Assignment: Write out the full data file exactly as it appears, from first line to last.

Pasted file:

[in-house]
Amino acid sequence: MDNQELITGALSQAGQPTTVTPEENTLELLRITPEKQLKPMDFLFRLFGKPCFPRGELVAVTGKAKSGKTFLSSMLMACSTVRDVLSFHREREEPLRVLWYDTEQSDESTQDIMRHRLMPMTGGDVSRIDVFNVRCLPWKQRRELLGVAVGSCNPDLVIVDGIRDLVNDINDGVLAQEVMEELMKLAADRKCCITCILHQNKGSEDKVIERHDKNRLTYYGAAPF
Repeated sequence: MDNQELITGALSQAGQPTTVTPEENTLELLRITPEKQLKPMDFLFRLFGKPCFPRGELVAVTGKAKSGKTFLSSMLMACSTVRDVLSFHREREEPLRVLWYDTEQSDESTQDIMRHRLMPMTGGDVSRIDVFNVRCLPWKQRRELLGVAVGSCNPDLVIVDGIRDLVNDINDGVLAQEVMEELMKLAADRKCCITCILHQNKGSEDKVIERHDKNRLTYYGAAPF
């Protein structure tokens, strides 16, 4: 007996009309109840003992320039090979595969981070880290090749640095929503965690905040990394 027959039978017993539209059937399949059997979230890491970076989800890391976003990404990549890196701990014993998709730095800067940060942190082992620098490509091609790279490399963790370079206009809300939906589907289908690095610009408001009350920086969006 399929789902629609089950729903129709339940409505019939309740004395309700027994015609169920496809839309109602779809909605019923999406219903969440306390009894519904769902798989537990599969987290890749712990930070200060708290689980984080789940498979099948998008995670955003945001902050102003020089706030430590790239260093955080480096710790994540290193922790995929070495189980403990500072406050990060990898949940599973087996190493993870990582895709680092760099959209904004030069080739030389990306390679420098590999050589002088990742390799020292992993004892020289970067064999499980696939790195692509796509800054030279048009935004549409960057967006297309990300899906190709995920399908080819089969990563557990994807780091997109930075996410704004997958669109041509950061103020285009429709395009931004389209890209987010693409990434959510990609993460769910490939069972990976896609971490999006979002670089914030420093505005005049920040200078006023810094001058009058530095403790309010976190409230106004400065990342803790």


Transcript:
[in-house]
Amino acid sequence: MDNQELITGALSQAGQPTTVTPEENTLELLRITPEKQLKPMDFLFRLFGKPCFPRGELVAVTGKAKSGKTFLSSMLMACSTVRDVLSFHREREEPLRVLWYDTEQSDESTQDIMRHRLMPMTGGDVSRIDVFNVRCLPWKQRRELLGVAVGSCNPDLVIVDGIRDLVNDINDGVLAQEVMEELMKLAADRKCCITCILHQNKGSEDKVIERHDKNRLTYYGAAPF
Repeated sequence: MDNQELITGALSQAGQPTTVTPEENTLELLRITPEKQLKPMDFLFRLFGKPCFPRGELVAVTGKAKSGKTFLSSMLMACSTVRDVLSFHREREEPLRVLWYDTEQSDESTQDIMRHRLMPMTGGDVSRIDVFNVRCLPWKQRRELLGVAVGSCNPDLVIVDGIRDLVNDINDGVLAQEVMEELMKLAADRKCCITCILHQNKGSEDKVIERHDKNRLTYYGAAPF
């Protein structure tokens, strides 16, 4: 007996009309109840003992320039090979595969981070880290090749640095929503965690905040990394 027959039978017993539209059937399949059997979230890491970076989800890391976003990404990549890196701990014993998709730095800067940060942190082992620098490509091609790279490399963790370079206009809300939906589907289908690095610009408001009350920086969006 399929789902629609089950729903129709339940409505019939309740004395309700027994015609169920496809839309109602779809909605019923999406219903969440306390009894519904769902798989537990599969987290890749712990930070200060708290689980984080789940498979099948998008995670955003945001902050102003020089706030430590790239260093955080480096710790994540290193922790995929070495189980403990500072406050990060990898949940599973087996190493993870990582895709680092760099959209904004030069080739030389990306390679420098590999050589002088990742390799020292992993004892020289970067064999499980696939790195692509796509800054030279048009935004549409960057967006297309990300899906190709995920399908080819089969990563557990994807780091997109930075996410704004997958669109041509950061103020285009429709395009931004389209890209987010693409990434959510990609993460769910490939069972990976896609971490999006979002670089914030420093505005005049920040200078006023810094001058009058530095403790309010976190409230106004400065990342803790």